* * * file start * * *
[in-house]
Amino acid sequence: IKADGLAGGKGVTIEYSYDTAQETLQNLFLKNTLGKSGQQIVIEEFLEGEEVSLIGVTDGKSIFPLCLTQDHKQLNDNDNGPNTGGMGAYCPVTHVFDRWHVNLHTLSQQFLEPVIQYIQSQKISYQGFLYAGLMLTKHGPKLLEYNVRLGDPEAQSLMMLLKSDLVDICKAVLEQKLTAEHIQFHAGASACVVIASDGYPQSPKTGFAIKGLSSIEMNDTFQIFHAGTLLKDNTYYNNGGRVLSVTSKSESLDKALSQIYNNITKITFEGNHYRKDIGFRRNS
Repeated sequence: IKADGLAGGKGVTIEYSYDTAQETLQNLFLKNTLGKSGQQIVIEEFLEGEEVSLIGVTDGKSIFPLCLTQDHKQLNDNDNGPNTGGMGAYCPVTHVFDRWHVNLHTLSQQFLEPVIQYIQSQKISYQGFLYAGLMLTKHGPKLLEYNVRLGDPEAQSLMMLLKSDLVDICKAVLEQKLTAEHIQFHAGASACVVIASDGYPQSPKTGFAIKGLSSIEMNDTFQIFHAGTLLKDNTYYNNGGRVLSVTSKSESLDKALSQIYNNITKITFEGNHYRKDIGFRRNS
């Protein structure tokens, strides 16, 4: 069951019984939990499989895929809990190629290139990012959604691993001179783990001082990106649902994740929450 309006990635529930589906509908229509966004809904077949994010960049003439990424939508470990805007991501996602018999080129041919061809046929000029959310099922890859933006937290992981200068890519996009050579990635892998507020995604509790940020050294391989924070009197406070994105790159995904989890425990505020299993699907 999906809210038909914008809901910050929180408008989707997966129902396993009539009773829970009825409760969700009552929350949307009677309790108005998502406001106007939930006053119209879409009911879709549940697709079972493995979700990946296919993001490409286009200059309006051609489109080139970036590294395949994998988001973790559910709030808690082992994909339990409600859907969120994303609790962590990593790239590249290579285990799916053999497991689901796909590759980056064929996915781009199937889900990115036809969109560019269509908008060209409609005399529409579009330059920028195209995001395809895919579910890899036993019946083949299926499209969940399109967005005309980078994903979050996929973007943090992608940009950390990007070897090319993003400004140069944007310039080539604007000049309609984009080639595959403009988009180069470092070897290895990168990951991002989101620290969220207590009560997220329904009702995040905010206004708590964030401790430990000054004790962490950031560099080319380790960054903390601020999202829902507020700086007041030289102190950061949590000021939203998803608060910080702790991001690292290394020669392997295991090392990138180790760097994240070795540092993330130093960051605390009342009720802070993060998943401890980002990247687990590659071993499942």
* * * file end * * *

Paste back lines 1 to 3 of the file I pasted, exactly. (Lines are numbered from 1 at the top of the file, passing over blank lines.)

[in-house]
Amino acid sequence: IKADGLAGGKGVTIEYSYDTAQETLQNLFLKNTLGKSGQQIVIEEFLEGEEVSLIGVTDGKSIFPLCLTQDHKQLNDNDNGPNTGGMGAYCPVTHVFDRWHVNLHTLSQQFLEPVIQYIQSQKISYQGFLYAGLMLTKHGPKLLEYNVRLGDPEAQSLMMLLKSDLVDICKAVLEQKLTAEHIQFHAGASACVVIASDGYPQSPKTGFAIKGLSSIEMNDTFQIFHAGTLLKDNTYYNNGGRVLSVTSKSESLDKALSQIYNNITKITFEGNHYRKDIGFRRNS
Repeated sequence: IKADGLAGGKGVTIEYSYDTAQETLQNLFLKNTLGKSGQQIVIEEFLEGEEVSLIGVTDGKSIFPLCLTQDHKQLNDNDNGPNTGGMGAYCPVTHVFDRWHVNLHTLSQQFLEPVIQYIQSQKISYQGFLYAGLMLTKHGPKLLEYNVRLGDPEAQSLMMLLKSDLVDICKAVLEQKLTAEHIQFHAGASACVVIASDGYPQSPKTGFAIKGLSSIEMNDTFQIFHAGTLLKDNTYYNNGGRVLSVTSKSESLDKALSQIYNNITKITFEGNHYRKDIGFRRNS